Huusk knives

Huusk knives are advertised as if they are made in Japan. Yet, they are not.
Has anyone purchased these knives - or researched them? There are several Youtube reviews which convinced me that advertising for them is misleading and , if this is so, I am wondering why they are allowed to run such advertising? Any insights would be appreciated.

It does seem misleading. They also claims they make their knives out of Japanese steelā€¦but there are online reports they have them manufactured elsewhere (the knives have ā€˜Made in Chinaā€™ when the product is received). It would also be impossible for one to verify that the steel is in fact Japanese steel.

The company is located in:

Lithuania (company reg. No. 305049890) with a registered office address at K. Donelaicio 60, LT-44248, Kaunas, Lithuania

This raises concerns in itself as there are many websites with ā€˜companiesā€™ run out of eastern Europe/Russia which primary purpose is to sham/scam consumers. While it is possible that this may be a genuine business, there is enough information to steer clear of it.

In relation to be misleading, as they company is based and operates outside Australia, the ACCC will have little jurisdiction to take action against them. As a result, they could make claims which could be seen as being misleading and get away with it. Such misleading claims can dupe a consumer to paying for products which arenā€™t what is advertised.


The last day (but never ending) sale is a bad sign. The images that are supposed to be of chefs are from all over. The huge (apparent) discount looks bad. Bad reviews of quality and service all over. My guess is these are cheap steel from China that will not hold an edge.

I would not buy any knife that I cannot hold and feel the balance anyway.

As for the reason why they get away with all this: they are outside Oz consumer law.

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Possibly worth considering they donā€™t look like or align with the names of the knives typically offered by Japanese manufacturers, or described in Japanese food preparation (aka cooking to others)?

Itā€™s also useful to learn that Lithuania is both a Baltic State and now part of Northern Europe.

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Hi @bobhoat18, further searching indicates that Huusk knives, from the Lithuanian company are a sham to say the least, a scam at their worst. This bloggers investigation provides some valuable readingā€¦

The Lithuanian company makes many claimsā€¦but the same ā€˜Japanese steelā€™ knives are available through a number of different sellers on AliExpress, a Chinese selling platform. This should immediately ring alarm bells. Maybe if you are interested in the knife, find it and buy it on AliExpress as it will be cheaperā€¦and potentially more reliable place to source it (just search AliExpress Japanese Chef Knife).

As indicated above, be wary of buying from websites where the business is located in a Eastern European country. This forum has other examples of sham/scam Lithuanian online businesses and why such advice is prudentā€¦


I get it,

There are many reasons to consider carefully whether buying a Japanese inspired knife made in the PRC. It can be purchased as you point out from a number of sources including a Lithuanian based company.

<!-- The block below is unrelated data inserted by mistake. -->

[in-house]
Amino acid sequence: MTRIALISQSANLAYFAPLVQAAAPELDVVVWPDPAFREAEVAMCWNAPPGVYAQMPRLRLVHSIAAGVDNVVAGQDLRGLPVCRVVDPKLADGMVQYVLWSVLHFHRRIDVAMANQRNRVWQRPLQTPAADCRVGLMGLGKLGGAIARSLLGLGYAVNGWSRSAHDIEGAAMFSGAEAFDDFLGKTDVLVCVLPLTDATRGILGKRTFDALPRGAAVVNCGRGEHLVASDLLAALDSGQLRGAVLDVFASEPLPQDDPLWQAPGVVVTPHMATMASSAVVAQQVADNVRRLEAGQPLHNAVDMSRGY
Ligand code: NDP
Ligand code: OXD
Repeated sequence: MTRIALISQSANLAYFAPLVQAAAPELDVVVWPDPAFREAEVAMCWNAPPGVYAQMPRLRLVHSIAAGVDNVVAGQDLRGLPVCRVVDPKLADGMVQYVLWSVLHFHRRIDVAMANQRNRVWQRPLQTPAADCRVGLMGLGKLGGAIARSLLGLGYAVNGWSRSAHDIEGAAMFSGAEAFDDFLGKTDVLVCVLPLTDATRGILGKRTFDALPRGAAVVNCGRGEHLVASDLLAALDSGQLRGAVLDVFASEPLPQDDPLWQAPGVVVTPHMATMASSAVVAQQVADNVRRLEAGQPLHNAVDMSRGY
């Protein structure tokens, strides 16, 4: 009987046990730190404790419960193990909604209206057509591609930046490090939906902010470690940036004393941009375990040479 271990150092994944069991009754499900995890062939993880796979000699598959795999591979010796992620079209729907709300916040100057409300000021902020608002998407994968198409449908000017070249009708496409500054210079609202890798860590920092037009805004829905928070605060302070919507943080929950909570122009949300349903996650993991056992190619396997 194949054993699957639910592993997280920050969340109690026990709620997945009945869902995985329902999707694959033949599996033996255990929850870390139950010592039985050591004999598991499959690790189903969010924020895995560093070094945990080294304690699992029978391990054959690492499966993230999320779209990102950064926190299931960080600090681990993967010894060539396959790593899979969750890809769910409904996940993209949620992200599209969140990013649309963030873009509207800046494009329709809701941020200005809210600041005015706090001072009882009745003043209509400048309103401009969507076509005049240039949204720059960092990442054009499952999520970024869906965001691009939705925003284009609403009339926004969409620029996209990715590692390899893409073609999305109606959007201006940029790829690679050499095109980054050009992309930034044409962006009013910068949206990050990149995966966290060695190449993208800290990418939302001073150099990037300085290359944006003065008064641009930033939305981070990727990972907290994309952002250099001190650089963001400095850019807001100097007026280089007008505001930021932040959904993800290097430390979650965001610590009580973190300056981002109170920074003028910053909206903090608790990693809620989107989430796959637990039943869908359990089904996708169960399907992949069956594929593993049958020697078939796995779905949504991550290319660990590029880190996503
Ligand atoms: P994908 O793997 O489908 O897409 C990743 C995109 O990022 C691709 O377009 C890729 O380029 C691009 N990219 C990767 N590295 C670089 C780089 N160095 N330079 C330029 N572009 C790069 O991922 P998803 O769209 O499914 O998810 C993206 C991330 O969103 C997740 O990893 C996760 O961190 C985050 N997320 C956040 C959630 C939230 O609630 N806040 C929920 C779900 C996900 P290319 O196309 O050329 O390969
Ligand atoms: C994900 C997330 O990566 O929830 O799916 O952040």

Does the fact it is Japanese inspired advise we should avoid Japanese products?
Does the fact it is made in the PRC (China) advise we should avoid buying anything made in China?
Does the location of one promoter being Lithuanian advise we should avoid it because they use a Lithuanian identity?

Three potential reasons not to purchase anything that has an association with Japan, China or Lithuania.

A better reason not to purchase the product has zero to do with culture, ethnicity of those making it or nationalities. We live in a global economy. If the product works and meets the purpose it is sold for it may be a great purchase. If the seller is unreliable, there are many from across the globe avoid them. As others have pointed out purchasing from an overseas seller is not advisable as the consumer provisions of Australian Consumer Law are unlikely to be readily enforceable. That applies to sellers in the USA, UK or just about any country other than Australia.

Should we judge others individually and in business based firstly on the nation they are from and lastly for the product? It appears we would answer that differently.

It is clearly not an exclusive product of a seller in Lithuania.

The product speaks for itself, irrespective of where the sellers are located. :wink:

Danoz Direct (that well known Aussie) may be equally upset of the missed opportunity of offering a knife with a precision laser cut finger hole.:roll_eyes:

Is Danoz Direct reputable or reliable?

At least ACL may be useful if the Danoz precision laser cut product does not perform. Currently Danoz do not offer a precision cut Japanese inspired Samurai knife in their catologue.


Just go to Amazon Australia. and get them. At least you can be comforted that you will have some sort of protection under the ACL. :roll_eyes:


Amazon - the Huusk Viking Knife, every nationality should have one. It retains that critical precision laser cut finger hole! :joy:

US web site referenced.

It says the blade is stainless steel.
Some would suggest not a traditional Japanese knife material, and inferior to a hand worked carbon steel blade.

There is no mention of whether the precision laser cut finger hole comes in a choice of sizes or M/F options.


Note: Iā€™ve deleted a few replies to this thread to keep it on topic.